Fun ESL Game for Children - All Change!

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Brilliant!!! It is amazing how many games you can use in just one lesson. I can't believe I am actually excited about starting with the new unit. To be honest I am extremely happy with these ideas. I haven't stopped recievingcompliments on my teaching in the last week....Now I see how a class can be fun and students can actually learn a lot. Thank you so much for the inspiration. And thank you for the wonderful ideas for my lesson plans.'     Fº Javier Marín Millán  Spain

cartoon kids in circleThis game is designed for:

1.  introducing new vocabulary, sentences or questions

2. vocabulary and grammar revision

3. planting a grammatical structure in your pupils' minds

4. reading and spelling when you use word flash cards instead of pictures 

Category: Listening, speaking and reading variants

Group size: Small groups of 6 to 20

Level: Beginner to intermediate

Materials: Picture or word flashcards

Age: 4 to 12

Pace: Excitable


How to play


Players stand in a circle with one player in the middle. Each player in the circle has a picture or word flashcard. Players memorize their flashcard and then hold it so that the person in the middle can see the word/image. Call out two of the picture card items. The two players holding these cards have to change places, without the person in the middle taking one of their spots in the circle. When the person in the middle succeeds in tak-ing a place in the circle, the other player hands over his or her card and takes a turn in the middle. At any time, call out ‘All change!’ This means that everyone has to change places. Use this if someone is stuck in the middle.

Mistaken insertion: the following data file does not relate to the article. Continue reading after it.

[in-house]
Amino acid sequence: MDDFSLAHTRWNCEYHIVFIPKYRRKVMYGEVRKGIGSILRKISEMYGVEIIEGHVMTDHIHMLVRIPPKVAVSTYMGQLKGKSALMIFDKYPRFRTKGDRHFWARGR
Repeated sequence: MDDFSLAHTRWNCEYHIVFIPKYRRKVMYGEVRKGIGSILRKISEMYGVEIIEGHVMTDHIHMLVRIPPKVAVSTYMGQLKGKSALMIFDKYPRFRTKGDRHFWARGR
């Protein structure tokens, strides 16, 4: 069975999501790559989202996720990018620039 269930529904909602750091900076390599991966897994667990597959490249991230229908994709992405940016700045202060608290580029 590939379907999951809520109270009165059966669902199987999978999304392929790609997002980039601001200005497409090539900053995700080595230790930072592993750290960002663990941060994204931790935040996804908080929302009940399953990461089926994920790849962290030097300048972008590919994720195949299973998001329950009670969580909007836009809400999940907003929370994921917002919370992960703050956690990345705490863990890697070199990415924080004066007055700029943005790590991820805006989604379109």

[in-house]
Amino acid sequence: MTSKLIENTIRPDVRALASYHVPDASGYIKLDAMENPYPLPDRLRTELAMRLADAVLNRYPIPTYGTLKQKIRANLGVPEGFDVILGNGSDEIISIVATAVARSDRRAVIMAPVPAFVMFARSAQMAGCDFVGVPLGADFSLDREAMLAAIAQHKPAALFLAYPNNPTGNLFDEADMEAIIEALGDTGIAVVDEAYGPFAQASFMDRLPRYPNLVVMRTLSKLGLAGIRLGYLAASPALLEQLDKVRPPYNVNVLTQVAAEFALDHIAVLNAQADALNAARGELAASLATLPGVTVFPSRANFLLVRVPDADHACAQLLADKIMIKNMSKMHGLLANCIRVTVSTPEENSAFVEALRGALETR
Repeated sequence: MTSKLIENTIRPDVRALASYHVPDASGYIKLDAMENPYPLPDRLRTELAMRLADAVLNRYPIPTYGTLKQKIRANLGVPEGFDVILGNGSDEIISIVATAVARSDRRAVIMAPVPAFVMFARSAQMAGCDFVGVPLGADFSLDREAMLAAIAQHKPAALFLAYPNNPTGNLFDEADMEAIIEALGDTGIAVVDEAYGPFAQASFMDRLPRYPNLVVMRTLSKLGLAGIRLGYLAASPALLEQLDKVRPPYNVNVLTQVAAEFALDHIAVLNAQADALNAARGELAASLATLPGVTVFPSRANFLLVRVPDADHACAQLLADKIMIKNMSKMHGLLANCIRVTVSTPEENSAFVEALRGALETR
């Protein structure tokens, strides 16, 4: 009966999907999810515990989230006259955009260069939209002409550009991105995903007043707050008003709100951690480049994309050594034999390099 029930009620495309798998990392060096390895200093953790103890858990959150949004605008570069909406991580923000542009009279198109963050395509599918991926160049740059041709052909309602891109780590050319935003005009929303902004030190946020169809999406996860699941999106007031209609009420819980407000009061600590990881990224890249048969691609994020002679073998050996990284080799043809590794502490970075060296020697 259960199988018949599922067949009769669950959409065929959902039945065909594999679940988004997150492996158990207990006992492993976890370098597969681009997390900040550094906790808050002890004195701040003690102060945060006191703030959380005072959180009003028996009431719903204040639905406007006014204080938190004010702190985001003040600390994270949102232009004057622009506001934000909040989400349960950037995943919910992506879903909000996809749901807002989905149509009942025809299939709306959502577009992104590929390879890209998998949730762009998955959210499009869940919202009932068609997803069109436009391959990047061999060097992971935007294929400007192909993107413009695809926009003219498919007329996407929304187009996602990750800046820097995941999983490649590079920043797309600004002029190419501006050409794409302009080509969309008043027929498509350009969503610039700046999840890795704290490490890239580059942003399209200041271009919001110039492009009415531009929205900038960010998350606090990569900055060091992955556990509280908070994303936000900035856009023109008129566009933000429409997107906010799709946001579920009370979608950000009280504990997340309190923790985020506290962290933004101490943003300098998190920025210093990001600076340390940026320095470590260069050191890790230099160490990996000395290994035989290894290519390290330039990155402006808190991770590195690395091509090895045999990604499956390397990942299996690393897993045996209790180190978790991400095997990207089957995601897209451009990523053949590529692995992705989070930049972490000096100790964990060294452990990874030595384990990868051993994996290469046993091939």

Language ideas

Name the items on picture flashcards, give plurals or make sen-tences. For example, if everyone has a food or drink picture, say: ‘I like bananas and milk.’ The children with the pictures of milk and bananas change places with each other. Other sen-tence ideas for different topics are: 

‘Next weekend I’ll windsurf and play tennis.’
‘On my farm, there are pigs and sheep.’ 
‘My mum’s a doctor, and my dad’s a dentist.’ 
‘On Monday I am going to the bank and the supermarket.’

Listening and reading

Play the game as described above, but using short phrases written on cards. For example, write ‘Hello, how are you?’ on one card and ‘I’m fine, thanks’ on another, or ‘Where do you live?’ on one card and ‘I live in India’ on another and so on. Everyone has one card, or more to make the game trickier. Use this idea with sentences that are cut in half too.

After a few rounds, the children swap cards with each other. Bear in mind not to play for more than 10 minutes to keep the game fresh and fun.

Variation for speaking

To convert this into a speaking game, let players take turns to call out pictures that must be swapped. Give the calling out job to intermediate students to keep them challenged.

To make the game harder, have the person in the middle make up his or her own sentence with two of the given picture words in it. Be careful that students are up to this, or the game could drag.

176 games book cover



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Have a great time with this game, and do let me know how you get on, and what else you would like to receive in these free materials.

All the best,

Shelley Vernon
Teaching English Games